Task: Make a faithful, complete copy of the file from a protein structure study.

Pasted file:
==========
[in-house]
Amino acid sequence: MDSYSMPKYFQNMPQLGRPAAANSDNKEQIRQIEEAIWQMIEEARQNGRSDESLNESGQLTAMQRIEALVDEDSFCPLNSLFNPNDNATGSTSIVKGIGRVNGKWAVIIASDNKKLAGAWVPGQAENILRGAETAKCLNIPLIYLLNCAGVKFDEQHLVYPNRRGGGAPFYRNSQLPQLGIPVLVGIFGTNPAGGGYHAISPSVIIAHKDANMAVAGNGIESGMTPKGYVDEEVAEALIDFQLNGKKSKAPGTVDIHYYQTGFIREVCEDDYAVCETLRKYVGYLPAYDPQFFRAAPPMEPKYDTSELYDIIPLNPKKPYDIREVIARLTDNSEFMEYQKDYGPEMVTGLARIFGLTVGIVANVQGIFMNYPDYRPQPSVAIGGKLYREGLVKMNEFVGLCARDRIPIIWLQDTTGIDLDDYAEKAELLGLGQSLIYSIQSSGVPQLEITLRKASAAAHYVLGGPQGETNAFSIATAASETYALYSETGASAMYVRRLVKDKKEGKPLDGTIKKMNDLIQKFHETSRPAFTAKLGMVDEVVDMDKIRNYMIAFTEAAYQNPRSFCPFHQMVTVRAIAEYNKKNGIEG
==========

[in-house]
Amino acid sequence: MDSYSMPKYFQNMPQLGRPAAANSDNKEQIRQIEEAIWQMIEEARQNGRSDESLNESGQLTAMQRIEALVDEDSFCPLNSLFNPNDNATGSTSIVKGIGRVNGKWAVIIASDNKKLAGAWVPGQAENILRGAETAKCLNIPLIYLLNCAGVKFDEQHLVYPNRRGGGAPFYRNSQLPQLGIPVLVGIFGTNPAGGGYHAISPSVIIAHKDANMAVAGNGIESGMTPKGYVDEEVAEALIDFQLNGKKSKAPGTVDIHYYQTGFIREVCEDDYAVCETLRKYVGYLPAYDPQFFRAAPPMEPKYDTSELYDIIPLNPKKPYDIREVIARLTDNSEFMEYQKDYGPEMVTGLARIFGLTVGIVANVQGIFMNYPDYRPQPSVAIGGKLYREGLVKMNEFVGLCARDRIPIIWLQDTTGIDLDDYAEKAELLGLGQSLIYSIQSSGVPQLEITLRKASAAAHYVLGGPQGETNAFSIATAASETYALYSETGASAMYVRRLVKDKKEGKPLDGTIKKMNDLIQKFHETSRPAFTAKLGMVDEVVDMDKIRNYMIAFTEAAYQNPRSFCPFHQMVTVRAIAEYNKKNGIEG